I’m a very independent person. Ask anyone who knows me – I don’t like asking for help, I don’t like having to lean on others, and I really don’t like admitting I can’t do things on my own.

            I recently started fundraising for my trip to Malawi, and it’s scary. Scary to see what God has called me to, to see my passions and strengths and dreams come together, to see all of this within my grasp – and yet see I can’t do it alone. I can’t move to Malawi on my own finances, I can’t make an impact on the girls’ lives on my own knowledge and strength. I know that raising support is the church in motion; that it’s the beautiful picture of followers of Christ stepping into different roles. Some of us are strong prayer warriors, and I need them to have my back while I’m gone for 6 months. Some of us have the gift of words of encouragement, and I know they are going to be what gets me through some of the rough days ahead. Some of us are able to provide the financial funds for this kind of work, and I am relying on them to provide the money with which I will feed myself for the duration of the trip. All lessons that I, in fact, cannot do this on my own. All lessons that I need to learn in life (but that doesn’t mean I need to enjoy it). Like I said, scary.

            But the same week I started fundraising, something even scarier happened. A girl who used to be part of the youth group I work with took her own life. I only met Chloe once or twice (she stopped coming regularly before my internship started), but my girls knew her. And our youth group knew her. And all of a sudden, fundraising wasn’t so scary. Life wasn’t so scary. Because death – and the pain and confusion and hurt that comes along with it – became the scariest thing.

            If you’ve been through a similar tragedy, you know there isn’t much you can do and there isn’t much you can say. Which is frustrating for me, because I’m a do-er. I want to bake everyone brownies and write everyone encouraging notes in pretty envelopes and plan an ice cream party or something. I want to be able to do something and say something, so I feel like I’m fixing something. I want it to seem like I can handle things on my own, I can be there for my girls when they need me, I can have answers – even to the hard questions in life. But like I said, there isn’t much you can do. So I did the only thing I could – I prayed a lot. We cried a lot. And I gave my girls a lot of hugs. The body of Christ in motion; sometimes we all have different roles to fill and sometimes we all have very similar functions. Celebrate together; mourn together. One body, one community, one family.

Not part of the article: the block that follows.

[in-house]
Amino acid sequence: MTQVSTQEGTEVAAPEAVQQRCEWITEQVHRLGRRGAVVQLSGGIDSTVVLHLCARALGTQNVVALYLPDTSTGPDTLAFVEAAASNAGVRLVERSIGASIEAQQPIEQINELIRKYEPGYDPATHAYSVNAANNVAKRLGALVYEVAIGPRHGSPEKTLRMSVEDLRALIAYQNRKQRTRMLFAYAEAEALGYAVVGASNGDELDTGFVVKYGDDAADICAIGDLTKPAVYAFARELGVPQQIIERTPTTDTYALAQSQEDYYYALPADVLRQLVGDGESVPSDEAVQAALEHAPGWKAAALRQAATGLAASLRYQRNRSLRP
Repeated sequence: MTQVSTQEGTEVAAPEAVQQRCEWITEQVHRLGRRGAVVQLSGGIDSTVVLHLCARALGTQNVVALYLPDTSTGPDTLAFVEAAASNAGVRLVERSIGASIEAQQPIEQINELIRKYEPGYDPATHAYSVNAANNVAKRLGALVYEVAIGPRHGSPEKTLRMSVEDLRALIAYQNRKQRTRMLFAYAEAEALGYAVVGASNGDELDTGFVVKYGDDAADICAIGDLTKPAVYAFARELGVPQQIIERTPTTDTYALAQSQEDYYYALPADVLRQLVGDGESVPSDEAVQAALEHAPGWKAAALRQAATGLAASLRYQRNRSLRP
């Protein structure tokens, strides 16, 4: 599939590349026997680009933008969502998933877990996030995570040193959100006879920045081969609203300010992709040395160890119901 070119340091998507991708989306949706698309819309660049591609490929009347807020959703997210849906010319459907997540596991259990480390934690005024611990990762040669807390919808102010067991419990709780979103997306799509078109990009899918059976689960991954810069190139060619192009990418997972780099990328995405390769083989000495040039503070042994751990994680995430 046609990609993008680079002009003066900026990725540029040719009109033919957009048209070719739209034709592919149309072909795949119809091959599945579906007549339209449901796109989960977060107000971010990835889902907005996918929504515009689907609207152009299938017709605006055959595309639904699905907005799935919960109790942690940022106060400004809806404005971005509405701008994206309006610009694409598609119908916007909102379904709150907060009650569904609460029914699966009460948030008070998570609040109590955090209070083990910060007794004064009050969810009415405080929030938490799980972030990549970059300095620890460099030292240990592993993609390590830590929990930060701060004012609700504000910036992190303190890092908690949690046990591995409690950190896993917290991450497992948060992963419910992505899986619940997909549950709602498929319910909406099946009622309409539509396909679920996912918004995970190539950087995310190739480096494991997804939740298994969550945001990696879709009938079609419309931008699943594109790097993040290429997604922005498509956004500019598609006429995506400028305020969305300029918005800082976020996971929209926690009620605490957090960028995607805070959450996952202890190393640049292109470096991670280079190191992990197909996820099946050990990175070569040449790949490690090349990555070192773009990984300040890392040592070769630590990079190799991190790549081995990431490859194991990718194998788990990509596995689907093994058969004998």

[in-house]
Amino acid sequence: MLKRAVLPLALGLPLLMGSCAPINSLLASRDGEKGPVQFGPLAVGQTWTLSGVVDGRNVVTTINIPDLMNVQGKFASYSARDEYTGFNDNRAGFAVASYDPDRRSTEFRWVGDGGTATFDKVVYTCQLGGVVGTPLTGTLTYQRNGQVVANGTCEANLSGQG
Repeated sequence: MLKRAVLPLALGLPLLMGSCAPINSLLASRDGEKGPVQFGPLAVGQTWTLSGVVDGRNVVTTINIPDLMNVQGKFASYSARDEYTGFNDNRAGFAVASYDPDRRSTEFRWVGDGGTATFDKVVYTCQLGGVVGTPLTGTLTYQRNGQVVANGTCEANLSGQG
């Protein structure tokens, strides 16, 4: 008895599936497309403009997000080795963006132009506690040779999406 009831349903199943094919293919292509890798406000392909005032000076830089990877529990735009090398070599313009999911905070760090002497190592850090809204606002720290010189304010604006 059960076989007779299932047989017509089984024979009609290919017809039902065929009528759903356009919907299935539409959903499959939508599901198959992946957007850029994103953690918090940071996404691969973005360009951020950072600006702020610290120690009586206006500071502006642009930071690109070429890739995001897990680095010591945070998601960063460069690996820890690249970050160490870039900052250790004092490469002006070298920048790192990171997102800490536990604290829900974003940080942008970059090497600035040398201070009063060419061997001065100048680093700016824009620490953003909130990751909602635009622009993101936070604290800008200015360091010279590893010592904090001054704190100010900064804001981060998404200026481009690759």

Right now, I’m called to be a comforter in Flood Youth. To be a giver of hugs and send encouraging texts and pray endless prayers for peace, joy amidst mourning, and a sense of understanding. In August, I’ve been called to be His feet and move to Malawi, to be His hands and be a tangible picture of grace to girls in Chinsapo. To be a source of encouragement and a support system to girls who don’t currently have one, to pour everything I have into the Chisomo Idea, to make myself readily available to the work God is already doing on the other side of the world. Neither of these things I can do alone. But luckily, God doesn’t ask me to. He has surrounded me with community to build me up, He has given me people who fill in the gaps of my weaknesses with their fortes, He has promised to provide His strength when mine fails.

            Raising $12,000 dollars over the next few months is still scary. Death is still scary. Pain is still scary – especially watching those you love deal with it. The fact that I am not, nor should I strive to be, a completely independent being is still scary to me. But you know what is even scarier? Not embracing God’s challenges and callings for us, because of fear. Not boldly stepping out into the unknown and the uncomfortable, despite that fear. Who knows what we are missing, when we sit inside locked safe and sound and cultivate our apprehensions. Who knows what lives we missed interacting with, what lives we missed the chance to impact, because we were too afraid to try.            

            As CS Lewis says, “There are no ordinary people. You have never talked to a mere mortal… Our merriment must be of that kind which exists between people who have, from the outset, taken each other seriously… and our charity must be real and costly love”. There are no ordinary girls living in Chinsapo right now; there are beautiful, talented, inspiring girls living there, and at the same time there are hurting, confused, and frustrated girls living there. My hope is to – through the combined work of the body of Christ – bring them charity in the form of real and costly love.


Want to be a part of the body that is supporting me in my venture to Malawi? Check out www.youcaring.com/krystiwilkinson




Leave a Reply

Your email address will not be published. Required fields are marked *